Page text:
Dividend investing is a tried-and-true strategy for generating strong, steady returns in economies both good and bad. But as Corporate America's slew of dividend cuts and suspensions over the past few years has demonstrated, it's not enough simply to buy a high yield. You also need to make sure those payouts are sustainable.

Let's take a look at how Annaly Capital (NYSE: NLY) stacks up in four critical areas to see if it's a dividend dynamo or a blowup in the making.

1. Yield
First and foremost, dividend investors like a large yield. But if a yield gets too high, it may reflect investors' doubts about the payout's sustainability. If investors had confidence in the stock, they'd be buying it, driving up the share price and shrinking the yield.

Annaly yields 15.4% versus, which is dangerously high in absolute terms, but not for its industry.

2. Payout ratio
The payout ratio might be the most important metric for judging dividend sustainability. It compares the amount of money a company pays out in dividends to the amount it generates. A ratio that's too high -- say, greater than 80% of earnings -- indicates that the company may be stretching to make payouts it can't afford.

However, the payout ratio is an inappropriate metric for Real Estate Investment Trusts (REITs) like Annaly, as they are required to pay out more than 90% of their earnings in exchange for favorable tax treatment. For REITs, dividends will follow earnings. In Annaly's case, that has meant up, as the spread between short (red) and long term (blue) rates has widened. The area between those two lines represents Annaly's profit spread:

This trend should continue through the short-to-medium term unless the Fed raises short-term interest rates, investors don't go too crazy buying long-term bonds, and the government continues to support the housing market with some kind of guarantee for qualifying loans.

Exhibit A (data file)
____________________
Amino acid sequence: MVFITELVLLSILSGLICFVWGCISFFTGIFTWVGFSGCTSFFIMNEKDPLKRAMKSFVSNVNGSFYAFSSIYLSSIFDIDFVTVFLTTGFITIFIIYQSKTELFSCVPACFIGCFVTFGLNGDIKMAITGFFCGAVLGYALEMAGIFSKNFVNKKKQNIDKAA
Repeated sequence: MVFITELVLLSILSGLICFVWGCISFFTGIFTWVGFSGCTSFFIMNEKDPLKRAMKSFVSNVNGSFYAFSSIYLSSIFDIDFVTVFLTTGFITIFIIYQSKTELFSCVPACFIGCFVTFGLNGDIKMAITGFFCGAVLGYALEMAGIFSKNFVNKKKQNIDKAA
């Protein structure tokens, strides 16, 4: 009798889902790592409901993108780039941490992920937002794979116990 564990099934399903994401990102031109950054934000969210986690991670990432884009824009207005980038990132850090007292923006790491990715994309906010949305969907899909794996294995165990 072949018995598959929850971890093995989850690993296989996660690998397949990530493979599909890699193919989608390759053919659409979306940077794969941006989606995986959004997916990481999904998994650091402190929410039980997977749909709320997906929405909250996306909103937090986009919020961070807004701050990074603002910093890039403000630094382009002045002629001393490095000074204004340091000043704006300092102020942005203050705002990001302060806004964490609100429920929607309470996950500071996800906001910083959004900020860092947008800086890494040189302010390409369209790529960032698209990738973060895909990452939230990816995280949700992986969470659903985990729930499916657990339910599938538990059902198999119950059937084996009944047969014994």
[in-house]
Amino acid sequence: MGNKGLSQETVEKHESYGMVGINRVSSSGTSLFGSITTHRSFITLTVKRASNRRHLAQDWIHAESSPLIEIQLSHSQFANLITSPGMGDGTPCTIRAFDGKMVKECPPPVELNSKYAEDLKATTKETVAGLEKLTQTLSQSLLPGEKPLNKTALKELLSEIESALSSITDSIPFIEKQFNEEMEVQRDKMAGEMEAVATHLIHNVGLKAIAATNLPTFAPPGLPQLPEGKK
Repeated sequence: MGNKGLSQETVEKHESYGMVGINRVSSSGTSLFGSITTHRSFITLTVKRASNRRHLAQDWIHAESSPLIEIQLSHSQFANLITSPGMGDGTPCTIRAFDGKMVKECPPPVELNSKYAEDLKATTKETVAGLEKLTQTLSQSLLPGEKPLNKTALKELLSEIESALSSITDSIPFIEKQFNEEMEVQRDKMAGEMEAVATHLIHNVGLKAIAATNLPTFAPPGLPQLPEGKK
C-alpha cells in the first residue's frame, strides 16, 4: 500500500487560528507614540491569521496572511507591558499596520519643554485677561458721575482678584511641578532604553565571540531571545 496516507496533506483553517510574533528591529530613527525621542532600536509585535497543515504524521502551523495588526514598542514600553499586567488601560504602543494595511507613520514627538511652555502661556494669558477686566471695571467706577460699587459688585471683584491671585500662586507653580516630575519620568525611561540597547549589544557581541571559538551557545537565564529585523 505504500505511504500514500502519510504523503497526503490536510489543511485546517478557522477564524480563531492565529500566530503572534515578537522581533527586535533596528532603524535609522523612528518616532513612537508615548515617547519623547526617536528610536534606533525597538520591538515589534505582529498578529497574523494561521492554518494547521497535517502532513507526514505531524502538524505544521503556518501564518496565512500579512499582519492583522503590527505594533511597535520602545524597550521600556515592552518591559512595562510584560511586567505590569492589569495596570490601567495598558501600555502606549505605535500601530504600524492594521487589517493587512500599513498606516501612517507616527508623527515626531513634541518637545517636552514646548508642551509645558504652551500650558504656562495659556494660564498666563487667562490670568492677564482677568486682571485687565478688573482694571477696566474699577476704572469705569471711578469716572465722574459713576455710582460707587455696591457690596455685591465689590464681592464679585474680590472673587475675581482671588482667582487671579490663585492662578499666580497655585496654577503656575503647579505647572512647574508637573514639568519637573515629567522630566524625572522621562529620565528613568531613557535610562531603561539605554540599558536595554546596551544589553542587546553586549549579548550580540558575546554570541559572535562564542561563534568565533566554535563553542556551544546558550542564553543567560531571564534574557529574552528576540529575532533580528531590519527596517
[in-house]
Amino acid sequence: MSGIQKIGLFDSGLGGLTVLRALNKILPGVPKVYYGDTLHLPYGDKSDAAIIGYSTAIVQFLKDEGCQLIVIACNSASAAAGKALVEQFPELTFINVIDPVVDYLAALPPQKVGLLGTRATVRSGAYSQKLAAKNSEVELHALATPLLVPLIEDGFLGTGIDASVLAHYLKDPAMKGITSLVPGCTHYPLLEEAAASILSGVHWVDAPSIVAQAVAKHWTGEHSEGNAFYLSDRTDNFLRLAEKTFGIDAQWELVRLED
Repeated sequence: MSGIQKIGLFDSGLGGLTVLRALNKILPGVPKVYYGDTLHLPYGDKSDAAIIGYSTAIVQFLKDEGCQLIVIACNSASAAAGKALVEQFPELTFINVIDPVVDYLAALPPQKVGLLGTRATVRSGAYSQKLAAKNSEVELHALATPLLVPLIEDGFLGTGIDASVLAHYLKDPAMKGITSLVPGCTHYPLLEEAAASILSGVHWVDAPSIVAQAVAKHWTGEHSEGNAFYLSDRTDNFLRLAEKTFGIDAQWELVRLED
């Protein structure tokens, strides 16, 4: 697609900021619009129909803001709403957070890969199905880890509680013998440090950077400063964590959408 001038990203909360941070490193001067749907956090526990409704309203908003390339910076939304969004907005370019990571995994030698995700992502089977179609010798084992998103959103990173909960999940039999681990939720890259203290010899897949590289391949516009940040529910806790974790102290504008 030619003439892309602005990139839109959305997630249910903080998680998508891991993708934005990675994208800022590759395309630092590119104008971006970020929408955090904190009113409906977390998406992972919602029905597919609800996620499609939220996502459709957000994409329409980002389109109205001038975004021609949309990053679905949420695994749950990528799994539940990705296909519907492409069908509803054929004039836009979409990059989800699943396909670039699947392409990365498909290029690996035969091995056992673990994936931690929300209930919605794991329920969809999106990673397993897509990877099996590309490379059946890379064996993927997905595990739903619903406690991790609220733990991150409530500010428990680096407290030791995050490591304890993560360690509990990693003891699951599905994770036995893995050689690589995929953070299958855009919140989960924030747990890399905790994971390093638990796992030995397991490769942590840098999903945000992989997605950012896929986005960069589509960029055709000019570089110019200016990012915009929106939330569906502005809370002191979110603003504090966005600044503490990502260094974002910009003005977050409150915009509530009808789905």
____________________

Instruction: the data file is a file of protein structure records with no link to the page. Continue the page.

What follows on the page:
3. Balance sheet
The best dividend payers have the financial fortitude to fund growth and respond to whatever the economy and competitors throw at them. The debt-to-equity ratio is a good measure of a company's total debt burden and a rough measure of how much leverage a financial institution is taking on.

With a debt-to-equity ratio of 600%, Annaly is far more leveraged than a company like Chimera that invests in riskier securities, but it's much leveraged than traditional banks that rely on deposit funding.

Let's examine how Annaly stacks up to its peers:


Debt-to-Equity Ratio

Annaly Capital


American Capital Agency (Nasdaq: AGNC)


Chimera (NYSE: CIM)


Anworth (NYSE: ANH)


Source: Capital IQ, a division of Standard & Poor's.

While Annaly's leverage would seem a bit worrisome in absolute terms, when we look at it in the context of its peers, things don't look so bad – assuming you believe in the business model, specifically, you believe that interest rates aren't about to rise or that Annaly has properly hedged itself.

4. Growth
A large dividend is nice; a large growing dividend is even better. To support a growing dividend, we also want to see earnings growth.

Annaly has grown its earnings-per-share at a 1% rate, while its dividend has grown at an average 9% rate over the past five years -- both medians for the group listed above. Net income and dividend payouts certainly grew much faster, but the share count also grew -- particularly in 2007 and 2008 -- as the company raised capital to expand business.

The Foolish bottom line
Ultimately, the fate of Annaly's dividend is going to come down to the stability of its business model, interest rates, and its ability to successfully navigate and hedge against these factors.

To read more about how these issues affect Annaly, check out "Today's Buy Opportunity: Annaly Capital."

Ilan Moscovitz doesn't own shares of any company mentioned. The Fool owns shares of Annaly Capital Management. Try any of our Foolish newsletter services free for 30 days. True to its name, The Motley Fool is made up of a motley assortment of writers and analysts, each with a unique perspective; sometimes we agree, sometimes we disagree, but we all believe in the power of learning from each other through our Foolish community. The Motley Fool has a disclosure policy.